Summary The prevalence of coexisting substance misuse and psychiatric disorder (dual diagnosis, comorbidity) has increased over the past decade, and the indications are that it will continue to rise. There have simultaneously been unprecedented developments in the pharmacological treatment of alcohol, opiate and nicotine misuse. Here we evaluate the evidence on the use of some of these treatments in dual diagnosis (with psychotic, mood and anxiety disorders). The evidence base is limited by the exclusion of mental illness when pharmacological agents for substance misuse are evaluated and vice versa. We set the available information within the context of the psychosocial management of comorbid substance misuse and mental illness, and the framework for service delivery recommended by UK national policy.
In 1980, Robin Murray raised the question ‘Why are the drug companies so disinterested in alcoholism?’ (Murray, 1980). Since then, we have witnessed the evolution of a ‘specialist addiction field’ (Edwards, 2002), including rapid developments in pharmacological treatments for problem use of alcohol, opiates and nicotine. In this review we discuss some of these pharmacological agents and then summarise the evidence on the treatment of combined or coexisting disorders, also described as ‘dual diagnosis’ (e.g. Banerjee et al, 2002; Crawford et al, 2003).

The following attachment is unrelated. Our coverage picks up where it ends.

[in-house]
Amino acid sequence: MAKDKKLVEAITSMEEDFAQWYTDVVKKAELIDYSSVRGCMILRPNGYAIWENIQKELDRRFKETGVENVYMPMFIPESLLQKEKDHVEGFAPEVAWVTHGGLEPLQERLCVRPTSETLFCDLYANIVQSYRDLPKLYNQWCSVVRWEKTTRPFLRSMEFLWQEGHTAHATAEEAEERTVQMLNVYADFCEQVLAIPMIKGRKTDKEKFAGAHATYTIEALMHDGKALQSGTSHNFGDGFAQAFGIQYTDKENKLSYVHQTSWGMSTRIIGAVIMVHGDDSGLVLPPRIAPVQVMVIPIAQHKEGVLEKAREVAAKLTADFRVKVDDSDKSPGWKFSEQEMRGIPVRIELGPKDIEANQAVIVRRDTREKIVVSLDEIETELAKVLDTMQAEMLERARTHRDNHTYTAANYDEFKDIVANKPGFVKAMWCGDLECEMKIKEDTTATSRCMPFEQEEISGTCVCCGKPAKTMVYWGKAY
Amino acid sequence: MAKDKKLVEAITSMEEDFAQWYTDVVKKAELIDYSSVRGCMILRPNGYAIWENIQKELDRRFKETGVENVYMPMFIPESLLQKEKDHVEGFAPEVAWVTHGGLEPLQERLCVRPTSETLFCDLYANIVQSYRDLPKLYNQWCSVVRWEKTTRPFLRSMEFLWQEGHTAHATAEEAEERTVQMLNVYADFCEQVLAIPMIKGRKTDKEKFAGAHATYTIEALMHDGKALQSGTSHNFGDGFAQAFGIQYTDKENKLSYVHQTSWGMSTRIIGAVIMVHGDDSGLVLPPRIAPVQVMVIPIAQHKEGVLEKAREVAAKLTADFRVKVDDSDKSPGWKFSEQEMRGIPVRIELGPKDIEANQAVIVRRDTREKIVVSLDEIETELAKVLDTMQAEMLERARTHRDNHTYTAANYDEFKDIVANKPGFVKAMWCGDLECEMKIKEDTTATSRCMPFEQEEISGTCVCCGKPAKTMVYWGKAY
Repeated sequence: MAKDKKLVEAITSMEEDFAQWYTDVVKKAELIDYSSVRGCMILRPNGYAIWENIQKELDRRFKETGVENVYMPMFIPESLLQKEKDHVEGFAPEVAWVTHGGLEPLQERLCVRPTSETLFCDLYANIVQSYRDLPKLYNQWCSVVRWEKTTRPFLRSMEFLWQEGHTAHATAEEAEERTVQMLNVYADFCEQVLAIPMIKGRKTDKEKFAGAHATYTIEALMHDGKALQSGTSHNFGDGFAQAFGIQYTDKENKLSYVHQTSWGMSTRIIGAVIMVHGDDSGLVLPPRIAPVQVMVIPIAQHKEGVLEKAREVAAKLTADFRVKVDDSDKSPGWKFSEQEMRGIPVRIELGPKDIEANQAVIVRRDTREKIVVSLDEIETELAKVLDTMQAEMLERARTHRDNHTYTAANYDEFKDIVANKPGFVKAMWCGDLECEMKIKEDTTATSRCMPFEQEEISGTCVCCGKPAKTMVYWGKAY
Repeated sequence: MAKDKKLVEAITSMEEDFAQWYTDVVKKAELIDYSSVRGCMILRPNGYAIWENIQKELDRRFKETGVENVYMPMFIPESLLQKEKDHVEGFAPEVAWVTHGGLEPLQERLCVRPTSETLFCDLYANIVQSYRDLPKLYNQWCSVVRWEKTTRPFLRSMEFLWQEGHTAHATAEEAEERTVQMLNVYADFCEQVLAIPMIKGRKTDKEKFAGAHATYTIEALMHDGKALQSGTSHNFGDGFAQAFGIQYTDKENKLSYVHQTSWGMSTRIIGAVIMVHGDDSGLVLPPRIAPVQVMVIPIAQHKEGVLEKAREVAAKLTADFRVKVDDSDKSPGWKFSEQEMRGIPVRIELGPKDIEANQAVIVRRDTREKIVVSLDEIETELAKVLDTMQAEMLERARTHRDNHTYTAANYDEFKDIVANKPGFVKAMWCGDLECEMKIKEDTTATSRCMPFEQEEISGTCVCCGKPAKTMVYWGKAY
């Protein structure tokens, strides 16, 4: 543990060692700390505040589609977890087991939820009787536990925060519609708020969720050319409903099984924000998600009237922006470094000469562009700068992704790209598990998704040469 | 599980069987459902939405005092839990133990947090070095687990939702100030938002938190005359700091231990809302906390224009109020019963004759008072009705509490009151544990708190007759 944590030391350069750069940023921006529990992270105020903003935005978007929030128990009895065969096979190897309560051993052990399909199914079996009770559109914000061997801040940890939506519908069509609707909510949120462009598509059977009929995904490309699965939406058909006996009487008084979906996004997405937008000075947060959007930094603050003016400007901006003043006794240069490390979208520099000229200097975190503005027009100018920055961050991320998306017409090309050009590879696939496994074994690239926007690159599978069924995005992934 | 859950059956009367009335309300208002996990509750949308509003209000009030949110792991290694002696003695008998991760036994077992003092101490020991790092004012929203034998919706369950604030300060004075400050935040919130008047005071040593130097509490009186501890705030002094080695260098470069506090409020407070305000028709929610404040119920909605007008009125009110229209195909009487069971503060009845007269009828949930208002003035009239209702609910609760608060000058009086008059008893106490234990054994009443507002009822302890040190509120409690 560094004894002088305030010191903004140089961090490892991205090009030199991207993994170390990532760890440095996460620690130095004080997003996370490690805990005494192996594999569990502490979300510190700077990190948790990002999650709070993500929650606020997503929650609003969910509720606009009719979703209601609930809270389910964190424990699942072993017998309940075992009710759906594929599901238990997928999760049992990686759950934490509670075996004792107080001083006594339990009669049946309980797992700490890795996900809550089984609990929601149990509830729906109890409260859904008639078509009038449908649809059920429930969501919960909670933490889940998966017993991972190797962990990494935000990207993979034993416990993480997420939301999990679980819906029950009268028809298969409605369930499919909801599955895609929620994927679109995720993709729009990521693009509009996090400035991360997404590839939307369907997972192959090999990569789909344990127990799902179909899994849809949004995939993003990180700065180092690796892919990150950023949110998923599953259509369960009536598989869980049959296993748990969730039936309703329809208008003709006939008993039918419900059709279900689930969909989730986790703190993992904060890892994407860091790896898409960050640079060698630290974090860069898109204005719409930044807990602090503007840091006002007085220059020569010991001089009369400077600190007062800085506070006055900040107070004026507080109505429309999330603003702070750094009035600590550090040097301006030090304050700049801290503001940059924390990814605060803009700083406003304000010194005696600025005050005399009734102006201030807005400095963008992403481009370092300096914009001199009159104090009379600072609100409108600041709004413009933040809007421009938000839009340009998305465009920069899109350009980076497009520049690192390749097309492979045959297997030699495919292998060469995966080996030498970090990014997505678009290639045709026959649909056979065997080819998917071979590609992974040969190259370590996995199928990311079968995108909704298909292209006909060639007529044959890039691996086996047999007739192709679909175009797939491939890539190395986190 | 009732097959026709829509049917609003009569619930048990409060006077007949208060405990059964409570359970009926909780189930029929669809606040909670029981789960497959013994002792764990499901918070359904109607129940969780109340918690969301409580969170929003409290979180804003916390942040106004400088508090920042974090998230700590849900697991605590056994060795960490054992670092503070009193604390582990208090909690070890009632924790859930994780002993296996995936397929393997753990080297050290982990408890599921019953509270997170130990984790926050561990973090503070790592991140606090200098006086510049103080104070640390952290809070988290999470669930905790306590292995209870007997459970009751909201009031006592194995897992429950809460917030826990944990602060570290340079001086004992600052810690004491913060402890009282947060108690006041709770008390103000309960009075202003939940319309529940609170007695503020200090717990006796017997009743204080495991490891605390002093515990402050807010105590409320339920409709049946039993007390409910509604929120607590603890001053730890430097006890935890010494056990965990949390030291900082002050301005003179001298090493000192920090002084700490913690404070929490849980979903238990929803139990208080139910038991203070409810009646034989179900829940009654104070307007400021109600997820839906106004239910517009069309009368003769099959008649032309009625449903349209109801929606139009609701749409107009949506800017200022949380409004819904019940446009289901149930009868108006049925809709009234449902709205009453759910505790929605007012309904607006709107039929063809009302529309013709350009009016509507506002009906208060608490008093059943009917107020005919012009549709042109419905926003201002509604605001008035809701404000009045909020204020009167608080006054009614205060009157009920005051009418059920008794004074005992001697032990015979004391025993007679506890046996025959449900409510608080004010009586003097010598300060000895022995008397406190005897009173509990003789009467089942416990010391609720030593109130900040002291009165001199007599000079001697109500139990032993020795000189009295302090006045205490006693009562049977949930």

Dual diagnosis: a definition (see also chapter 13)
‘Dual diagnosis’ is one of a number of terms and phrases (Box 12.1) used to refer to people who have coexisting problems of mental disorder and substance misuse (including alcohol, nicotine and illicit drugs). It is also applied to people with two coexisting conditions, for example learning disability and mental disorder (Banerjee et al, 2002), although it does not take that meaning in this chapter.
The group of people with dual diagnosis is heterogeneous, with complex, changing needs. They may have had previous traumatic experiences such as childhood sexual abuse, bullying at school or a broken and dysfunctional family life. Furthermore, mental disorder and substance misuse sit on separate dimensions, each with its own continuum of severity. ‘Dual diagnosis’ covers someone with bipolar disorder who is also alcohol dependent, and someone who has schizophrenia and smokes cannabis a few times a week. As a result of this complexity, numerous operational definitions may be applied in different clinical and social settings, thus complicating and confusing communication.